Make air travel safer through profiling - of behavior, not race

November 16, 2006|By Eben Kaplan

Planning on flying this Thanksgiving? Expect some company; the Air Transport Association anticipates that 25 million Americans will take to the skies during the holiday, a 3 percent increase from last year.

Complicating matters are new rules requiring carry-on liquids and gels to be placed in 3-ounce containers and sealed inside a quart-sized zip-top baggie. If my last airport experience is typical, confused, water-bottle-bearing passengers will hold up screening lines as they are relieved of contraband.

Americans say they're willing to endure long lines if they make us safer, but how much safer are we? Since the foiled liquid-explosives plot in London, we've all heard how our current passenger screening methods are insufficient. Such reports often call for new gadgets, from "puffers" that detect explosive residue on a person or a bag to backscatter X-rays that trace the contours of a person's body in search of foreign objects. These systems could help improve security, but they don't guarantee it.

Evidence suggests that rather than fixate solely on keeping harmful objects off of planes, our government should invest in efforts to keep harmful people from boarding.

In 14 airports, including Dulles, the Transportation Security Administration is testing a technique known as behavior pattern recognition, or BPR. Based on techniques used for decades at Tel Aviv's Ben Gurion Airport - widely regarded as the world's safest - BPR deploys highly trained officers at checkpoints. Their job is to observe the passengers in line and to watch for potentially suspicious behavior. Officers will approach people doing things as seemingly benign as sweating excessively, fidgeting or talking on a pay phone, and ask to speak with them.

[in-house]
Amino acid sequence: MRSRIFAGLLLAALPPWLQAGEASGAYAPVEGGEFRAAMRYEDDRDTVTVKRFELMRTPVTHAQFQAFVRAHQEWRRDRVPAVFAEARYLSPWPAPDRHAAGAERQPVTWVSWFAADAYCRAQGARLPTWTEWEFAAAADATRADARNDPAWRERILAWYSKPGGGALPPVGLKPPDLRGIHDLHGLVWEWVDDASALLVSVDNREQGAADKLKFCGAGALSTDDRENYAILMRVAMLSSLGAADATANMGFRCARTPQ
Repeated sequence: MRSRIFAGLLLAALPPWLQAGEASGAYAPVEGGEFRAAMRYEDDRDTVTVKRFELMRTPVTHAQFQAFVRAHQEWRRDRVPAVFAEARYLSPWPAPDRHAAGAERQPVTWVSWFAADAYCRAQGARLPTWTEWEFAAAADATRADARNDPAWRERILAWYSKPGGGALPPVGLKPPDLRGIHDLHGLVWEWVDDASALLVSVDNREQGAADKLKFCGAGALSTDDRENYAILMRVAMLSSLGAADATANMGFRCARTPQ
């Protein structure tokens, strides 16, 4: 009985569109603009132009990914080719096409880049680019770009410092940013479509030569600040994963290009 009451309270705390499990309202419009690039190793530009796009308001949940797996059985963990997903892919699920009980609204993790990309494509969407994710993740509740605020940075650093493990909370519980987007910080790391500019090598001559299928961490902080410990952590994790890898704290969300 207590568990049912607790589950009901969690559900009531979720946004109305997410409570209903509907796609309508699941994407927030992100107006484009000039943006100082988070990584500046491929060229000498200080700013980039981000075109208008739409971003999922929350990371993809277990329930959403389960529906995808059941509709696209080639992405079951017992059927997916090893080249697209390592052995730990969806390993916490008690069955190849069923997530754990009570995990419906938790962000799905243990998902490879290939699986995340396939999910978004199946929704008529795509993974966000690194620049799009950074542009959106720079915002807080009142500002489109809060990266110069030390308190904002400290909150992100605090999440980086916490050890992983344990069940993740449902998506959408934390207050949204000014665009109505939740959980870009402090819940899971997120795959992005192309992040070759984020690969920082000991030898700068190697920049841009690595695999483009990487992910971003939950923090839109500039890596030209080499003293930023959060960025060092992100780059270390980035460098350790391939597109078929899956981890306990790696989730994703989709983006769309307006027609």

This is not an interrogation but rather a casual conversation during which the officer looks for explanations for the suspicious behavior, as well as signs - such as telling facial expressions or evasive answers - that the person has something to hide. Nearly everyone interviewed is allowed to go after a minute or two. The few who arouse further suspicion are thoroughly searched and questioned.

"[BPR] has proven more effective than any other aviation security measure," says Rafi Ron, the former director of security at Ben Gurion Airport, who is working with the TSA to adapt the Israeli system for use in the United States.

So far, the results are promising: In addition to apprehending a few suspected terrorists, the program has also netted a raft of criminals (who often exhibit the same suspicious behaviors).

Some opponents of BPR decry it as profiling, and indeed it is. But rather than profiling on the basis of race, gender or religion, BPR profiles behaviors. In order to prevent BPR from violating civil liberties, officers must be exceptionally trained. The TSA's current BPR program has been aptly criticized for insufficient officer training.

Of course, BPR is not foolproof. After arousing the suspicions of a BPR screener, would-be shoe bomber Richard Reid was flagged for a thorough search, yet the French police who detained him for an hour failed to find the same thing that the metal detector missed: the bomb strapped to his foot. This does not mean either technique should be abandoned; rather, both should be improved.

The best security is achieved when there are multiple layers of protection. Current screening procedures are effective in their own right and should continue, but if we're to wait in long lines, we should expect to be made as safe as reasonably possible. This means deploying properly trained BPR screeners in all U.S. airports, a move that could save hundreds, maybe thousands, of lives.

Eben Kaplan is assistant editor of CFR.org, the Web site of the Council on Foreign Relations. His e-mail is ekaplan@cfr.org.

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